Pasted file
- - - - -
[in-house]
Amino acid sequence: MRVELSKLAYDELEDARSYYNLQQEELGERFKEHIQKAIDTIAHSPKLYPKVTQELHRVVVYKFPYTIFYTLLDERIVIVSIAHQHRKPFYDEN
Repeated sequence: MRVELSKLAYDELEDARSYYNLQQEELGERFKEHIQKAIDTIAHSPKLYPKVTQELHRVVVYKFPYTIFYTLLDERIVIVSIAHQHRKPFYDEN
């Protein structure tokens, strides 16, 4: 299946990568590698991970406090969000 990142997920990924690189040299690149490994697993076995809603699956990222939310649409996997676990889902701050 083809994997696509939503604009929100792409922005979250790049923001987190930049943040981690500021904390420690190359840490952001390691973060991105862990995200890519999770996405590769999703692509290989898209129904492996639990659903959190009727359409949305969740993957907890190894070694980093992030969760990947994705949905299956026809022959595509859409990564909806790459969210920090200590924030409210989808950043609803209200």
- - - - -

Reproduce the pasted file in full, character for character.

[in-house]
Amino acid sequence: MRVELSKLAYDELEDARSYYNLQQEELGERFKEHIQKAIDTIAHSPKLYPKVTQELHRVVVYKFPYTIFYTLLDERIVIVSIAHQHRKPFYDEN
Repeated sequence: MRVELSKLAYDELEDARSYYNLQQEELGERFKEHIQKAIDTIAHSPKLYPKVTQELHRVVVYKFPYTIFYTLLDERIVIVSIAHQHRKPFYDEN
């Protein structure tokens, strides 16, 4: 299946990568590698991970406090969000 990142997920990924690189040299690149490994697993076995809603699956990222939310649409996997676990889902701050 083809994997696509939503604009929100792409922005979250790049923001987190930049943040981690500021904390420690190359840490952001390691973060991105862990995200890519999770996405590769999703692509290989898209129904492996639990659903959190009727359409949305969740993957907890190894070694980093992030969760990947994705949905299956026809022959595509859409990564909806790459969210920090200590924030409210989808950043609803209200």